an' down the river what he didn't make
no bones o' stoppln' a game if he seen
atiythin' outen the way let alone putiin'
a man asho' In the woods If he catched
blm playin' funny.
"Well, there waa a young cotton factor
fr'm New Orleans in the game what was
havin' consld'ahle of o run o' luck, an'
him an' a old Judge fr'm Helena. Ark.,
what wac huloin' some good cards had
two or three runins, the coiton factor
gettin' the u. si on It, so betwixt em, not
a flghin' sperrit. mind ye, but a strong
hankerln' for to do each other. They
hadn't had no struggle any time when
one o' lha p'fcsMonals was dealin' an'
there wa'nt no thought o' crooked play,
but the Judge was Just a-yearnln' for
to get back at the cotton factor, un' he
didn't hido his feulin's none to well.
"liimeby It como iull Mathews' deal,
an' the cotton factor made the ante two
call five. They 'd been playin' a dollar
ante afore an' it looked like what moH
likely what 'twus, Just a efroit to iug
his luck along, but there didn't nobody
make no 'bjections, an' the next man, he
nas a planter fr'm Los'sianuy, he come
in. Gttallney set next an' he trailed,
but th' old judge lie boosted it 10. I c'd
see Bassett look at Matthews, but 1 reckon
he d'rin'l get no signal an' he lay uown,
but Matthews lie studied his hand a spell
o.l.l then Hailed.
"jnai brutig il back to the age, an' he
made il (it) more, 'the planter, he studied,
an' then he finger d hia chips like he was
goin' to boost it again, but finally he Just
trailed, vthsi he had I duiino, but he
givii everybody the Idee 't he was tollable
strong, an' t lie on'y reason he hadn't rose
it afo' was long o' act tin where he did.
firr Turned a Hair.
"Uwallney never turned a hall, but he
made goud un the double raise, an' set
back, wah In. They tald the on'y fault
In hia play was 'I he was liable to take
long chances in the draw.
"Then the Judge, he says, 'I reckon this
Is where I get some o' my chips back, an'
be rose It M. 'Twa'n't no good play If
be wanted to keep th' others in. but
'peared like he was aimln' mostly at the
factor. If he was he got what he was
a'ter, far t'oUisri all lay down, but the
factor went back at him with another
hundred. It wajj a tol'able stiff play, an
I c'd see It puzzled the Judge, but It didn't
stagger him, not for a minute; All's he
says was, 'Well, you may have a bigger
hand 'n I think, but I'll see that bet," an"
he covered It.
"Then the factor, he kind o' smiles, an"
he.says 'Yo mought give me one card,' an'
Matthews slips It to him, but before the
Judge could say whether he wanted any
or not Gwaltney speaks up, as quiet as if
he'd been astln' f'r a cup o' coffee, an' he
says, 'I wouldn't advise you to take that
card, sir, not If you need one to fill yo'
hand, I wouldn't. Yo' see It didn't coma
f'm off'n the top o' the deck.'
"I never knowed, nor nobody else never
did, what made him make a break llktt
that, 'thouhten he'd made up his mind to
huve It out with Matthews an' wouldn't
wait no longer.
"Cap'n Foss he waa standiu' behind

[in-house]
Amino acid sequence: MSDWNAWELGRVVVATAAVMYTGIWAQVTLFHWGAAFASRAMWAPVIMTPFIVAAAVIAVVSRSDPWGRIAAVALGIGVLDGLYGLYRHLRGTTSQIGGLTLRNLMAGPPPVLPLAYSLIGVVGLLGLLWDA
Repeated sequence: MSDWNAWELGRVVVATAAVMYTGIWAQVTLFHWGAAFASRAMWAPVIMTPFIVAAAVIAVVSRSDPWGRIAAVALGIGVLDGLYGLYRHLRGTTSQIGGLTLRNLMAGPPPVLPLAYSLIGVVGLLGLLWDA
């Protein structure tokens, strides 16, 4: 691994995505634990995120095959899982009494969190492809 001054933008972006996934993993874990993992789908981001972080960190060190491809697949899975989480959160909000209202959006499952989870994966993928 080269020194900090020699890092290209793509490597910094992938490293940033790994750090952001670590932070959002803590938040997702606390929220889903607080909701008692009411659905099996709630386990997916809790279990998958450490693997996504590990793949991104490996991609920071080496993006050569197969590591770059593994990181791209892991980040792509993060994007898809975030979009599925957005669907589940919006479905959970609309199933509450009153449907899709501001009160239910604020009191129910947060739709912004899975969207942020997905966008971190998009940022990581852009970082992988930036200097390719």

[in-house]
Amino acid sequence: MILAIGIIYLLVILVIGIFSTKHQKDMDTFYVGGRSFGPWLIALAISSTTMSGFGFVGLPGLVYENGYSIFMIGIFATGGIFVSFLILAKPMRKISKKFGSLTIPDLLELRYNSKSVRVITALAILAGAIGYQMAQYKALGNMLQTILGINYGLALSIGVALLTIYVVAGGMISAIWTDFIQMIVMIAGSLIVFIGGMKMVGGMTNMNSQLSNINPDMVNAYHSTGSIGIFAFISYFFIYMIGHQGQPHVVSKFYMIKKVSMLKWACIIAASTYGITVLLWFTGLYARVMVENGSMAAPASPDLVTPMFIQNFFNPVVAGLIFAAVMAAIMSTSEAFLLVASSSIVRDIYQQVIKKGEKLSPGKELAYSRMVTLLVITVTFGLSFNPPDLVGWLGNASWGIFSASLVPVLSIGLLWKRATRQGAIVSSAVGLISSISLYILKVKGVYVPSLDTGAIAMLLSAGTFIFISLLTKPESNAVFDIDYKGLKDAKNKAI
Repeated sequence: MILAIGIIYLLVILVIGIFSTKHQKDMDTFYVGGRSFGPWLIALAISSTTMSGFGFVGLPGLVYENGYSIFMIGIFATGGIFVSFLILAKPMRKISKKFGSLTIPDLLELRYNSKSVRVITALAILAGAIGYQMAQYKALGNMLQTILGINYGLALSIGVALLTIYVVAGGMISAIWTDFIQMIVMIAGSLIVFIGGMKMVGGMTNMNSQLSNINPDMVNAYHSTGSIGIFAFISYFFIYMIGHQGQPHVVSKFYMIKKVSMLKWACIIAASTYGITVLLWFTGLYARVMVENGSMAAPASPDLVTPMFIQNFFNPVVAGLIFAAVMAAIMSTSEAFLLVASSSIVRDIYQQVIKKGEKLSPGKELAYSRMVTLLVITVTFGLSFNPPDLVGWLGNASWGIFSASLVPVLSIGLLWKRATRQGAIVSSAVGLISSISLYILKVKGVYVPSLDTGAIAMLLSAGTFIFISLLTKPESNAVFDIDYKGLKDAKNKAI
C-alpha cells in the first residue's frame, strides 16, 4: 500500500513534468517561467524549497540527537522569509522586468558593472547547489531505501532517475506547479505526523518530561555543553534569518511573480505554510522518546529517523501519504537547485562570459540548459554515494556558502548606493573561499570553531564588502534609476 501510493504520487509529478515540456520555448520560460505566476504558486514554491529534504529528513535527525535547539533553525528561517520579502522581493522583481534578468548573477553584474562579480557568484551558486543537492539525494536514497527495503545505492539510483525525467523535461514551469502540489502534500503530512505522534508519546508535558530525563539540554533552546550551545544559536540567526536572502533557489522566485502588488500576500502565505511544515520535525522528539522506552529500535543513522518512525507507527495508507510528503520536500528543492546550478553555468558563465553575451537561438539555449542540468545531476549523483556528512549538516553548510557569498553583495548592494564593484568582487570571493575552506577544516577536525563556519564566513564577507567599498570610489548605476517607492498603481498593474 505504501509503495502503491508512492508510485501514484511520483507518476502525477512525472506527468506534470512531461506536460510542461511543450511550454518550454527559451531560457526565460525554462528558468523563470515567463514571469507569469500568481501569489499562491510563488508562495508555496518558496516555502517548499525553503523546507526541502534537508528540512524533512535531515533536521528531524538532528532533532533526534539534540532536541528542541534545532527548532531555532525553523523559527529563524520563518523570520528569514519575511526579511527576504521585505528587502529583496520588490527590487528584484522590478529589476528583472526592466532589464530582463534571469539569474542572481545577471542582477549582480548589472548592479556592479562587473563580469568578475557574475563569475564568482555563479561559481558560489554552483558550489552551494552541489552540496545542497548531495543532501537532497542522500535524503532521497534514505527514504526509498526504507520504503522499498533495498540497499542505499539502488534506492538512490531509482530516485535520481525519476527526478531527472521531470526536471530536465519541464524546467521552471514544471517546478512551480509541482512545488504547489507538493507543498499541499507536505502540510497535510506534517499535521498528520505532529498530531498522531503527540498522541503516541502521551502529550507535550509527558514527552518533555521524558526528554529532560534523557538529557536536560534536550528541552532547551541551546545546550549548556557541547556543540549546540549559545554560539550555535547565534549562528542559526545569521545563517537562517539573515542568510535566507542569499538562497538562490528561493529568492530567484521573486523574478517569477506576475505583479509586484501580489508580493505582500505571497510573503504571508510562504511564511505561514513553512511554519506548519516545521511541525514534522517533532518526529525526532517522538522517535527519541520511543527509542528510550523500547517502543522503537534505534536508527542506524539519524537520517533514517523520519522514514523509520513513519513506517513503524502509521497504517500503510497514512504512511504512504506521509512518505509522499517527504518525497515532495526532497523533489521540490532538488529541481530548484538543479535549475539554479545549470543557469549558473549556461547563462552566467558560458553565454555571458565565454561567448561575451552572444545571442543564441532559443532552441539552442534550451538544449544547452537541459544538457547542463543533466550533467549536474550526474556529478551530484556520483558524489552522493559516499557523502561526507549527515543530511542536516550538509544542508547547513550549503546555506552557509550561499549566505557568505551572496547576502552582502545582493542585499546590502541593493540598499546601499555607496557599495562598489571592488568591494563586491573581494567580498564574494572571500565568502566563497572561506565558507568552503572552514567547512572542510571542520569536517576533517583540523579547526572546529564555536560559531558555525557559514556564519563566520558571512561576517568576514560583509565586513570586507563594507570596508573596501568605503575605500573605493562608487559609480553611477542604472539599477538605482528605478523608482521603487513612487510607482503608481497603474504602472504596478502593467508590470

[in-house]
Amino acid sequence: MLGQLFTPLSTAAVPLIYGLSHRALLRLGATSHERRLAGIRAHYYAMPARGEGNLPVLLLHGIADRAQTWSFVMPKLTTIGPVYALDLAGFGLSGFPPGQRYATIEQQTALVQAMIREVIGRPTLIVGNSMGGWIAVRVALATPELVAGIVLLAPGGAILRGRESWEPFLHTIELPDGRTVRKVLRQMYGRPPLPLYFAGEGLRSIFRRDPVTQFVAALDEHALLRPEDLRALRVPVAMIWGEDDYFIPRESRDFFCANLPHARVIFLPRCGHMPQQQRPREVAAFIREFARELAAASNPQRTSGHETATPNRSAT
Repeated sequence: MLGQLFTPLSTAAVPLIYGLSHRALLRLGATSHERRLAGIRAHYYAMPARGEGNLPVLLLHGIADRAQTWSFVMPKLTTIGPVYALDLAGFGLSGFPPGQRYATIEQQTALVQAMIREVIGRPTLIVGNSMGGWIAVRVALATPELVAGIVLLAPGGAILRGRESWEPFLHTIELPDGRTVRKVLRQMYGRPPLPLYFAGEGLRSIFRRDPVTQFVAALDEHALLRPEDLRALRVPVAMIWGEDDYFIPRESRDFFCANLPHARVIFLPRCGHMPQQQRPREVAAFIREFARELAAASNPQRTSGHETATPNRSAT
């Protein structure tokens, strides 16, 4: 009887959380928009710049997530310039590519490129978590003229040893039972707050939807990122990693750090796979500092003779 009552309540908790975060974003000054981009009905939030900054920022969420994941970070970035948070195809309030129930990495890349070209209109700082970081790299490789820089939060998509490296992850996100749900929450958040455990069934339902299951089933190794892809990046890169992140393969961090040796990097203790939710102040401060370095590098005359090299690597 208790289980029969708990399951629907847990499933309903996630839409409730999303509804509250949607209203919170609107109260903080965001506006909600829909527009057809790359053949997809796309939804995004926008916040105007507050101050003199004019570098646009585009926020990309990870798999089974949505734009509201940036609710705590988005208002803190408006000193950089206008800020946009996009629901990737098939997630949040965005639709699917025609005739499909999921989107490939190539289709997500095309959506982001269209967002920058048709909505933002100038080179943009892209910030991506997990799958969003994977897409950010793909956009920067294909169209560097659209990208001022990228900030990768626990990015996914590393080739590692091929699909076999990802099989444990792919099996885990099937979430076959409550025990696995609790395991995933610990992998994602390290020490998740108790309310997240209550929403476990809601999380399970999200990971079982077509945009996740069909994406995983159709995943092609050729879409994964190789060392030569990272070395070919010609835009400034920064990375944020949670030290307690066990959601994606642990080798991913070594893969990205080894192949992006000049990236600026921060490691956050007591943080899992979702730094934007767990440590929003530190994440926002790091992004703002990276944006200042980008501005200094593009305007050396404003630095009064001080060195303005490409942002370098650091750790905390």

Matthews an' not more'n four foot from
him. - He made a Jump, an' he was cotv
sld'able iiulclcer'n a cat, too, but afore he
c'd K n il him. Matthews had a derringer
In each liuud an' had fired twicet, 'Peared
like ho must ha' been look in' f'r Gwaltney
lo do somepin' an' was ready to shoot
afore he done It.
."Anyway he shot straight, an' both bul
lets was found In Gwaltney brain later.
'Peared like he must ha' been plumb dead
when lie rlx outen his chair, but he rlz all
right, an' when he readied across the table
he had his bowle In his hand. Moreu't
tiiat, he hud such a grip onto il that whea
he fell he drug Matthews down with him.
f'r he done drove It plumb to the hilt down
ifiwlde Matthews' collar bone.
"Well, that was all there was to that. on 'em was stone dead, so there
wa'n't nothiu' to be did, an' even at that
they didn't 'peur to settle the question
whi ther u knlf-i is better'n a gun or
"Whether 'taln't."
Plant of Swift A Cunipanr to Re Vis
Ited by Commercial Club
The Omaha Commercial club has arx
ranged for another local trade excursion
for Tuesday. Kwlft &. Co. of South Omah
has invited the members of the club 14.
visit the plant un that date and the InvU
tutiou has been accepted. Officers of th
packing company say they will have all
Ml. inn departments In full operatlog a(,
that time. All members are requested 14
meet at the ( 'onunercial club rooms Tu'm
day at 12 o'clock and special cai-s will
leave ihe corner of Fifteenth and Kamai,
streets at 12:10 shatp. Lunch will be served
by Swiri Co., after which the plant will
be Insp cted.
A yisr ago thee local trade exciirsionl
were Inaiigui at d and trips were made In
the jobbing diMiict and later to the Unlul
Pacific shops.
Trout for Hapld reek.
PI Kit RE, a. D., Nov. 12. - Special. M
The government Is stocking Rapid CltJ
with 1.,0 000 trout this fall, and the man.
agement of Hlsiga, the Pierre summet
ratnp, has secured I6O.011O of them for the
creek at that point and promises futuif
rport for the Pterreresldeots of that camp.